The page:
Upon his return to the States, Mueller enrolled in the University of Virginia law school and earned his law degree in 1973 and joined the San Francisco law firm of Pillsbury, Madison and Sutro the same year. In 1976, he became a prosecutor in the U.S. Attorney's office in San Francisco. He moved to Boston in 1982 and became a prosecutor in the U.S. Attorney's office there. When his boss, William Weld, moved to Washington in 1986 to become assistant attorney general for the criminal division under Attorney General Ed Meese, Mueller became the U.S. Attorney. In 1990, then-Attorney General Dick Thornburgh tapped Mueller for the criminal division post.

After President Bush's defeat in 1992, Mueller accepted a partnership in the blue-chip Boston law firm of Hale and Doar. To the surprise of his former associates, in 1995 he applied for a position in the homicide section of the U.S. Attorney's office in the District of Columbia. This was a huge comedown for a man who had supervised 900 Justice Department prosecutors, but Margolis says Mueller was caught up in the idealism of public service, explaining, "There's just too many young people dying violently in this city, and I want to do my share to put an end to that. I feel I'm obligated."

Meanwhile, his wife Ann was a teacher specializing in helping children with learning problems at a private school in Washington. Mueller became chief of the U.S. Attorney's office's homicide section where his reputation as a passionate prosecutor came to the attention of Janet Reno, who in 1998 asked him to go to San Francisco to beef up the U.S. Attorney's office, which was then beset by burgeoning computer crime.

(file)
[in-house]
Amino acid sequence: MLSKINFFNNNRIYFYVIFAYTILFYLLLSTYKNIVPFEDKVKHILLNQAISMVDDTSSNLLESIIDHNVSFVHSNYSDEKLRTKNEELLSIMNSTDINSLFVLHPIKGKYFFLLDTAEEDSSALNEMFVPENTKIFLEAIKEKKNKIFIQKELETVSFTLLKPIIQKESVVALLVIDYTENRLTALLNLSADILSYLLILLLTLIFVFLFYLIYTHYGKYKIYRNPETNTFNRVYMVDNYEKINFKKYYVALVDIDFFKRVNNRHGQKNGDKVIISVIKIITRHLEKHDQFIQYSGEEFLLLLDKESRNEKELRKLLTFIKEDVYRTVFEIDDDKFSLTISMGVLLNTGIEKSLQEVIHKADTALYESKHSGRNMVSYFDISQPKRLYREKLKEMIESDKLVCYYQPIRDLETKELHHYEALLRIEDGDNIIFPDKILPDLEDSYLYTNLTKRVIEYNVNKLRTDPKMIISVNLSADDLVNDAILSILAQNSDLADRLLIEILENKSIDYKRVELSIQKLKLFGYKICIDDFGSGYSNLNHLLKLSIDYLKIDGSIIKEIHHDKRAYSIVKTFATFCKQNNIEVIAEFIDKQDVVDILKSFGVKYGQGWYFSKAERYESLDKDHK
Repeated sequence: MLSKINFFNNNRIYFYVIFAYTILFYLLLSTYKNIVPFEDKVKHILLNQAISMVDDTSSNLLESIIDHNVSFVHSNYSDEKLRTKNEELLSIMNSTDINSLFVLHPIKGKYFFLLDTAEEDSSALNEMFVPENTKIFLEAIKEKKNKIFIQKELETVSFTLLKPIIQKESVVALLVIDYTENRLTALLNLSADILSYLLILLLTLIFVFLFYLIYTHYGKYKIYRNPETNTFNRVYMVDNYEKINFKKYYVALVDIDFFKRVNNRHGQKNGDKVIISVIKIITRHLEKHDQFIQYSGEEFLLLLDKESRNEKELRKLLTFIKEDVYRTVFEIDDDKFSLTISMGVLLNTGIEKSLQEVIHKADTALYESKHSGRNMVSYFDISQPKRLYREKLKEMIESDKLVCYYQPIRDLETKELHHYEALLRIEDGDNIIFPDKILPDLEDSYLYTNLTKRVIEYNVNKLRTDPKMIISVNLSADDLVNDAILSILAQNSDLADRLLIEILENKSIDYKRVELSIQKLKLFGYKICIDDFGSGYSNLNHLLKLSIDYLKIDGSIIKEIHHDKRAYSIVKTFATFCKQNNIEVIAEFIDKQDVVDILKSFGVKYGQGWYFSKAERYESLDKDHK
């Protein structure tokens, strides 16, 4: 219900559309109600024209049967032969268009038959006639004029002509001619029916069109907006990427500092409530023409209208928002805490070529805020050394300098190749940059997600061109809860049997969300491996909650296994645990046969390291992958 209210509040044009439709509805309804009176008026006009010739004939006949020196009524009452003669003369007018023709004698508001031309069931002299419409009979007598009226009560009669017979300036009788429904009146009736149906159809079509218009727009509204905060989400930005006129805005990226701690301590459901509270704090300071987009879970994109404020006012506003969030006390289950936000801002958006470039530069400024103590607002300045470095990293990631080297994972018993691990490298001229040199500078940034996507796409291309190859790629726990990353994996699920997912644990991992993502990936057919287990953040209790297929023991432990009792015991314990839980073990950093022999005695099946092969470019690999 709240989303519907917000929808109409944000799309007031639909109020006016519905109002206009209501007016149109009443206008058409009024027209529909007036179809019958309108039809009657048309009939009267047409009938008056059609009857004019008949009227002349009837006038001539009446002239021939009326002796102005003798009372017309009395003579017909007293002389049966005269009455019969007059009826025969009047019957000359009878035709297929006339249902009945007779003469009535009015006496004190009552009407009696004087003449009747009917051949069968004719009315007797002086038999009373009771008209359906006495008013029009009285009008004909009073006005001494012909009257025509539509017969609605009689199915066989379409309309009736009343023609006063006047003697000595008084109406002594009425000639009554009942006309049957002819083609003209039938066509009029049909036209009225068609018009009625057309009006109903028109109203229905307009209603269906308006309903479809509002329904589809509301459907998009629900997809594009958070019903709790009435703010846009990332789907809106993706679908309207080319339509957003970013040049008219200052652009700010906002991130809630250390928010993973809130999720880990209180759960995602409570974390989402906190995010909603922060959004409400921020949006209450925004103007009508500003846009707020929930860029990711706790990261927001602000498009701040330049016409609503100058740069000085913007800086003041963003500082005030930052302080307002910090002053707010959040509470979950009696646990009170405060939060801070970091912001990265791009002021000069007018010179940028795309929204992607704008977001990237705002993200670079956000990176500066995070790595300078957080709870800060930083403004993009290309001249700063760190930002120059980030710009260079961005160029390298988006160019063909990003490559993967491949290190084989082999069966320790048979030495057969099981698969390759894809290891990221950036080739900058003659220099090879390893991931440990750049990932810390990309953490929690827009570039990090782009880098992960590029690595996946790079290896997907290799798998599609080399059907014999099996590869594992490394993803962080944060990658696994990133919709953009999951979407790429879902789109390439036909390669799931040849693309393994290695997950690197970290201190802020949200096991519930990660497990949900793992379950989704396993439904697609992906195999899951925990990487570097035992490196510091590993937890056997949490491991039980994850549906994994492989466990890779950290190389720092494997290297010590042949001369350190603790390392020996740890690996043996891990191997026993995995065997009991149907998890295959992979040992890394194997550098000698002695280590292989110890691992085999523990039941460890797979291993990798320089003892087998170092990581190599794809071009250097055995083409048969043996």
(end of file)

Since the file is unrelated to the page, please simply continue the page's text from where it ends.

Early this year, the Bush transition team asked Mueller to return to Washington temporarily to serve as acting Deputy Attorney General — the day to day chief operating officer of the Justice Department — until Larry Thompson could be confirmed as the permanent Deputy. "He worked with a number of people in Justice and gained their confidence as someone who was capable of running the FBI and also someone who the department could work with," says Thompson.

Thompson says Ashcroft's team was especially impressed by Mueller's extraordinary 1995 decision to abandon a lucrative private practice to take obscure murder cases in DC's hellish Superior Court. "He's not a person who's all that concerned about his ego," says Thompson. "He doesn't need to have a high-profile position to determine his self-worth."

The road ahead

Now Mueller will be tested as never before. The FBI director exercises immense power over countless lives, and he enjoys perks unusual even in Washington. Unlike most office-holders, the director can confine himself on the seventh floor of the FBI building for months at a time, making only rare, carefully controlled appearances on Capitol Hill. Mueller will be faced with the task of fixing the problems that got the FBI into the McVeigh and Hanssen messes, while repairing the bureau's flagging morale.

Mueller's critics are skeptical. "The cynics are saying, let him take over the FBI, it'll be great theater, and he'll run it into the ground in six months," says one former prosecutor who found Mueller overbearing. But his friends insist that behind his earnest demeanor, Mueller has the balance, wisdom and wry sense of humor to manage the task.

"He handles stress well," says his old friend Bill Baker. "He's going to have to."